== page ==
ABOVE PHOTO: A chain portrait of George Floyd is part of the memorial for him, Wednesday, May 27, 2020, near the site of the arrest of Floyd who died in police custody Monday night in Minneapolis after video shared online by a bystander showed a white officer kneeling on his neck during his arrest as he pleaded that he couldn’t breathe. (AP Photo/Jim Mone)
By Amy Forliti And Jeff Baenen
MINNEAPOLIS — The mayor of Minneapolis called Wednesday for criminal charges to be filed against the white police officer seen on video kneeling on the neck of a handcuffed Black man during an arrest, even after the man said he couldn’t breathe and stopped moving.
Based on the video, Mayor Jacob Frey said he believes officer Derek Chauvin should be charged in Monday’s death of George Floyd. Chauvin and three other officers were fired Tuesday. The video recorded by a bystander shows Chauvin with his knee on Floyd’s neck for several minutes as Floyd is on the ground with his face against the pavement.
“I’ve wrestled with, more than anything else over the last 36 hours, one fundamental question: Why is the man who killed George Floyd not in jail?” said Frey, who is White.
He later added: “I saw no threat. I saw nothing that would signal that this kind of force was necessary.”
But despite the officers’ swift dismissals, whether the death will be considered a criminal act or something less, like excessive force, is a more complicated question that will likely take months to investigate.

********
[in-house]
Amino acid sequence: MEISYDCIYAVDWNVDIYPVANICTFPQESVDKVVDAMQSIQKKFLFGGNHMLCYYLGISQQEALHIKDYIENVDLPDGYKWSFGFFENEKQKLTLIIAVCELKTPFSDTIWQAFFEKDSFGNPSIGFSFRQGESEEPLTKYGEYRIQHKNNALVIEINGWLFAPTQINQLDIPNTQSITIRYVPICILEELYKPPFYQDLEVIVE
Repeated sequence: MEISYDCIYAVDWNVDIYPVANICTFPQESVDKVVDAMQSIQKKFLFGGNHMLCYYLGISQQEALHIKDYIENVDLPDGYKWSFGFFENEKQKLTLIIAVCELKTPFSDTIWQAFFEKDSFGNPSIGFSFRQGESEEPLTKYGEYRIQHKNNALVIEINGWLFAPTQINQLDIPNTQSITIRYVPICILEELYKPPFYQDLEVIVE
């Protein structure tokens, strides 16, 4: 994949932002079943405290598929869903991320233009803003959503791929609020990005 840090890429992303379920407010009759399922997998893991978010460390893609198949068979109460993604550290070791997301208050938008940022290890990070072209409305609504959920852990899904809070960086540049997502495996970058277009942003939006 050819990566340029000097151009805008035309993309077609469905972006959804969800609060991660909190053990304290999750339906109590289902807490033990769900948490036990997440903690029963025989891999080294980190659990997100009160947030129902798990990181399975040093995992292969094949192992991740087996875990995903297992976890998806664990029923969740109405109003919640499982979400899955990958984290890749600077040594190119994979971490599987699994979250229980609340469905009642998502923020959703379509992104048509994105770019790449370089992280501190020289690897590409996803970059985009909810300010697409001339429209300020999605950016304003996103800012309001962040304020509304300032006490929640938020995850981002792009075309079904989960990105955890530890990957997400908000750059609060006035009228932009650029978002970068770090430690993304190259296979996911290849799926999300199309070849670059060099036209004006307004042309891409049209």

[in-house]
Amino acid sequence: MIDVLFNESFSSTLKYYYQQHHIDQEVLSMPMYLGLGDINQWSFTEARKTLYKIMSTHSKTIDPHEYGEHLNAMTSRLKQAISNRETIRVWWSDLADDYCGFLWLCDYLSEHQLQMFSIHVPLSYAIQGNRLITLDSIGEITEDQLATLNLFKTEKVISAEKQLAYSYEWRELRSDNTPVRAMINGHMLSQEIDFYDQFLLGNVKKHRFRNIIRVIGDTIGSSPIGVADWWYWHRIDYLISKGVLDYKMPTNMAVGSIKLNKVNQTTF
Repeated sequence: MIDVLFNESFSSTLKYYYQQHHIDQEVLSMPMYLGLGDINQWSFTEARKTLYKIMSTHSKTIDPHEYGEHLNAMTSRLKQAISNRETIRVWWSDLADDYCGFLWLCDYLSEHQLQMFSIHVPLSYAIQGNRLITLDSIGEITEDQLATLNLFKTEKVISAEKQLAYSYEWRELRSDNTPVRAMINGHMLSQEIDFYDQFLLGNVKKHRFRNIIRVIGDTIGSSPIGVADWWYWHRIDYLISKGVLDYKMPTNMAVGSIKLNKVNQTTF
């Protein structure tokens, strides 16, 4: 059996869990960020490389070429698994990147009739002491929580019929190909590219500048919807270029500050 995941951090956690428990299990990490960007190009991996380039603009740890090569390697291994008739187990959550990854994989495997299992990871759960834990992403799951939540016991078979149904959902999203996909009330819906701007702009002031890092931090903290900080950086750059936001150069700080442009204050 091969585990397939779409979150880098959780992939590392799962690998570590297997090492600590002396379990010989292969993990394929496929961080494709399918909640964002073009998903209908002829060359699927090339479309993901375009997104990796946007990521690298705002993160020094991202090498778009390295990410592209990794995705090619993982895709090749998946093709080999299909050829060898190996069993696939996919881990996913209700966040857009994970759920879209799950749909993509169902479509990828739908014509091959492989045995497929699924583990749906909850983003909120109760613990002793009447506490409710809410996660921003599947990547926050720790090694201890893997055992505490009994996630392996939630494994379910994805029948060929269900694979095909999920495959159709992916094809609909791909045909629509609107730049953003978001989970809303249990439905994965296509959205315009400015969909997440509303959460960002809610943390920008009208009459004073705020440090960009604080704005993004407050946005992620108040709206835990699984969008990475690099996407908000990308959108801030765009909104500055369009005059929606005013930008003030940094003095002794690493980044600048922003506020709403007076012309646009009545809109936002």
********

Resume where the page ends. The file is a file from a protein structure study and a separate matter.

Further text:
Floyd’s death prompted protests Tuesday, with thousands taking to the streets at the intersection where he died.
Many protesters marched more than 2 miles to the police precinct station in that part of the city, with some damaging the building’s windows and squad cars and spraying graffiti. Police in riot gear eventually confronted them with tear gas and projectiles. Tense skirmishes stretched late into the evening.
Bridgett Floyd told NBC’s “Today” show that the officers involved in her brother’s death should be charged with murder because “that’s exactly what they did.” She said she had not watched the video, but she told ABC’s “Good Morning America” that she does not understand “how someone could possibly let an individual go out like that.”
The FBI and state law enforcement were investigating Floyd’s death, which immediately drew comparisons to the case of Eric Garner, an unarmed Black man who died in 2014 in New York after he was placed in a chokehold by police and pleaded for his life, saying he could not breathe.
In the Garner case, local prosecutors, the NYPD’s internal affairs unit and the Justice Department all finished investigations into the case before the officer was ultimately fired. Garner’s family and activists spent years begging for the officer to be removed.
The officers in the Minneapolis case have not been publicly identified, though one defense attorney has confirmed he is representing Chauvin. The attorney, Tom Kelly, declined to comment further.
The police union asked the public to wait for the investigation to take its course and not to “rush to judgment and immediately condemn our officers.” Messages left with the union after the firings were not returned.